100th Post on “Things I Want To Tell My Mother”

1978 ~ Mary reading to two of her grandchildren

1978 ~ Mary reading to two of her grandchildren

2007 ~ Mary reading to her great-grandchildren

2007 ~ Mary reading to her great-grandchildren

Dear Mom,

Wow, May 4th is ONE HUNDRED posts on our blog!  Amazing.

Our first post was on September 1st of  2011. Since then we’ve shared stories about your life growing up on the farm in Missouri, raising your own family in Kansas, helping children through teaching, volunteering with CASA, and stepping in to help anyone who needed help.  We’ve held writing contests with cash prizes in your name—Mother’s Day Greeting Card Writing, Christmas Memories, and Poetry Writing—and we’ve shared some of your poems, essays and illustrated stories.  We’ve reminded readers of many unusual days on the calendar and posted inspiring quotes, favorite recipes and titles of books we’ve enjoyed.  We’ve featured friends and your great-grandchildren as guest bloggers, and we’ve shared information about Alzheimer’s and dementia.

We never missed a week, and some weeks we posted twice!

In the process, we greeted visitors and made new friends from all over the United States, from the UK, Canada, Australia, India, Israel and sixty-four other countries. These are readers who’ve laughed with us, cried at some of our stories, and cheered us on by sharing their stories. We are very grateful for all of them.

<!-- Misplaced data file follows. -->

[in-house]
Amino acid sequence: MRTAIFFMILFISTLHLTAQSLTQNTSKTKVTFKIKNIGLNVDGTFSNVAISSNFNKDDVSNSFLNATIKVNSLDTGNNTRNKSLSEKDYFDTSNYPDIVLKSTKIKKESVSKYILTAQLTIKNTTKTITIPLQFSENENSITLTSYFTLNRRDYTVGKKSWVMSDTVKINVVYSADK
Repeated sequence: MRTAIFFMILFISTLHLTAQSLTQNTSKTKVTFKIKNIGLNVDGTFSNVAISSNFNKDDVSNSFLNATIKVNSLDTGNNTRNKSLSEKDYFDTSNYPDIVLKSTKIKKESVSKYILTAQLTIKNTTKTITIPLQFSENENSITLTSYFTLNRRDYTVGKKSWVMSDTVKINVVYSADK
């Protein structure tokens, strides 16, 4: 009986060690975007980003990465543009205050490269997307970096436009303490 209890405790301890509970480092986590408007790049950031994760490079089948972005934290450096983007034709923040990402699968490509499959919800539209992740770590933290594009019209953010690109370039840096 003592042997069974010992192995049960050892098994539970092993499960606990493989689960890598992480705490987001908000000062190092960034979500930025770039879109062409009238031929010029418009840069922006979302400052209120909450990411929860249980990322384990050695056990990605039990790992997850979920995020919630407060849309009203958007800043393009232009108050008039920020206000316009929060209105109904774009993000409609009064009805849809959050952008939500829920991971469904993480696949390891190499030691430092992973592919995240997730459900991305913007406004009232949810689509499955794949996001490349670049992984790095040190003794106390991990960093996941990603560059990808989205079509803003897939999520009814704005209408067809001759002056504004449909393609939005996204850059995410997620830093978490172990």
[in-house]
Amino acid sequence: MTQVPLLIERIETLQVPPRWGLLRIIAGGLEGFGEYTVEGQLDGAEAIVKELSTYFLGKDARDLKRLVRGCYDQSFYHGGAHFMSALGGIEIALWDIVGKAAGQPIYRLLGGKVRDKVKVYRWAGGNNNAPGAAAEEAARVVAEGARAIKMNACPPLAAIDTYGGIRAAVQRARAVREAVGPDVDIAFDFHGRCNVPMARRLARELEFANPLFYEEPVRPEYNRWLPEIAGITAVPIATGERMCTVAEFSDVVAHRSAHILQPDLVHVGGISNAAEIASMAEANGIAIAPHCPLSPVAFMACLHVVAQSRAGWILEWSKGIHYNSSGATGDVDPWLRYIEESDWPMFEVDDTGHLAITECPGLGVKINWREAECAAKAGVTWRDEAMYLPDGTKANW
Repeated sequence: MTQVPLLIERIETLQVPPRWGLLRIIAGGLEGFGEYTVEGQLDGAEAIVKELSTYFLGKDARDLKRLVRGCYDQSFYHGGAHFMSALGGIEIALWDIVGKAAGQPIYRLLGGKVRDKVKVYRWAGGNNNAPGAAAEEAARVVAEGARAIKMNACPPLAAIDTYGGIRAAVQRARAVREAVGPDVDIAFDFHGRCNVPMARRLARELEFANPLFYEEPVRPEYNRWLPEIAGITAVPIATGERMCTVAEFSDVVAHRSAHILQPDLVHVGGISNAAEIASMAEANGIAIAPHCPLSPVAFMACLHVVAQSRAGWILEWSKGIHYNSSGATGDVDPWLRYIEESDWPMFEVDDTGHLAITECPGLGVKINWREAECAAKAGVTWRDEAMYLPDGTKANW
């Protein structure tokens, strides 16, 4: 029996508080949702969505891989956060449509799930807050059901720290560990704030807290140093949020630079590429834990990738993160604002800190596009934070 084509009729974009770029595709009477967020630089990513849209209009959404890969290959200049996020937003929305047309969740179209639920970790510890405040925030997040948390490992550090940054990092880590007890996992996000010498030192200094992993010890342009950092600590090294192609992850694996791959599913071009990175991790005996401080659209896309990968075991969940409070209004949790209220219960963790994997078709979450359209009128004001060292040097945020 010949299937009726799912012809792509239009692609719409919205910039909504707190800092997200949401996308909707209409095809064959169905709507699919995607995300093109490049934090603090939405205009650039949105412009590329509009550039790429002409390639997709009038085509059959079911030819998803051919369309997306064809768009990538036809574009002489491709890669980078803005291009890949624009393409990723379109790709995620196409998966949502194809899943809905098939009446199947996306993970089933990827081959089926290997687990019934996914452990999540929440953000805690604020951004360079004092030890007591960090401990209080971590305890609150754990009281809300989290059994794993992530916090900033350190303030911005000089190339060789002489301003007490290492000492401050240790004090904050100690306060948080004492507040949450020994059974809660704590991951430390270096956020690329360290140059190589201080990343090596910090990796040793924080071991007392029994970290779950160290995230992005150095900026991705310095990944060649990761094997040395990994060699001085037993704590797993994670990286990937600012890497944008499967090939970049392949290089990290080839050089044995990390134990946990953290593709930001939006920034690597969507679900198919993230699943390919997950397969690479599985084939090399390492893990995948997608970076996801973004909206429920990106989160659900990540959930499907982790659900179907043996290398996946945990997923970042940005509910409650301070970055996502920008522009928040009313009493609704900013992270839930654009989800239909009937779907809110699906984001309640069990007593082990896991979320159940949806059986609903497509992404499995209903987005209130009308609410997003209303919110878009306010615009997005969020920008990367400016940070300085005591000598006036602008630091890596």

Today, for our 100th post we’re going to share some interesting details about May, the month of our celebration.

The Roman poet Ovid wrote that the month of May is named for the maiores, Latin for “elders.”  In 1963, President John F. Kennedy established May as Older Americans Month. This is a month to respect seniors and celebrate longevity, which includes you, Mom, at the respectful age of almost 95!

When I was in elementary school, on the last day of April you and I made little holders of rolled construction paper and braided yarn for the handles. On May 1st we picked crocus, daffodils and tulips, or if spring didn’t cooperate we filled the holders with small cookies and candy. I’d hang the little May Day baskets from the front door knobs of older neighbors’ houses, ring the bell, call out “Happy May Day!” and hurry away.